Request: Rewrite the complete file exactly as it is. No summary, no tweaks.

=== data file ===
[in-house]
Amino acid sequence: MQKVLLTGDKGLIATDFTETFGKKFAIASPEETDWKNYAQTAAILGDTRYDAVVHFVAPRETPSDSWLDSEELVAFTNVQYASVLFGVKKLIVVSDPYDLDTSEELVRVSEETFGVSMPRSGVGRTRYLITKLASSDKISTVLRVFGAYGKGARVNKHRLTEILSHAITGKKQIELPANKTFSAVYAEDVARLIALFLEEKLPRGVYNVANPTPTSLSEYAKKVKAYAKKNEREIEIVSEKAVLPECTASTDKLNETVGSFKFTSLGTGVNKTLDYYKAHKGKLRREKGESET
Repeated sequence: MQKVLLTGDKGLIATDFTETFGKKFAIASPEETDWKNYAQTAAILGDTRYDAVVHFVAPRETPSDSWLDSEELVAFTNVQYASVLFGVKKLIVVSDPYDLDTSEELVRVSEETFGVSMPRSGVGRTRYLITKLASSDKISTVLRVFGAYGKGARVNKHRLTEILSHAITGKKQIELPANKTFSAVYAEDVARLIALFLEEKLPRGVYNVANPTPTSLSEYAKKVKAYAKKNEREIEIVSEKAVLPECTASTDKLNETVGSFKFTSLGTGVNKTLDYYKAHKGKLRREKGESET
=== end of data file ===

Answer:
[in-house]
Amino acid sequence: MQKVLLTGDKGLIATDFTETFGKKFAIASPEETDWKNYAQTAAILGDTRYDAVVHFVAPRETPSDSWLDSEELVAFTNVQYASVLFGVKKLIVVSDPYDLDTSEELVRVSEETFGVSMPRSGVGRTRYLITKLASSDKISTVLRVFGAYGKGARVNKHRLTEILSHAITGKKQIELPANKTFSAVYAEDVARLIALFLEEKLPRGVYNVANPTPTSLSEYAKKVKAYAKKNEREIEIVSEKAVLPECTASTDKLNETVGSFKFTSLGTGVNKTLDYYKAHKGKLRREKGESET
Repeated sequence: MQKVLLTGDKGLIATDFTETFGKKFAIASPEETDWKNYAQTAAILGDTRYDAVVHFVAPRETPSDSWLDSEELVAFTNVQYASVLFGVKKLIVVSDPYDLDTSEELVRVSEETFGVSMPRSGVGRTRYLITKLASSDKISTVLRVFGAYGKGARVNKHRLTEILSHAITGKKQIELPANKTFSAVYAEDVARLIALFLEEKLPRGVYNVANPTPTSLSEYAKKVKAYAKKNEREIEIVSEKAVLPECTASTDKLNETVGSFKFTSLGTGVNKTLDYYKAHKGKLRREKGESET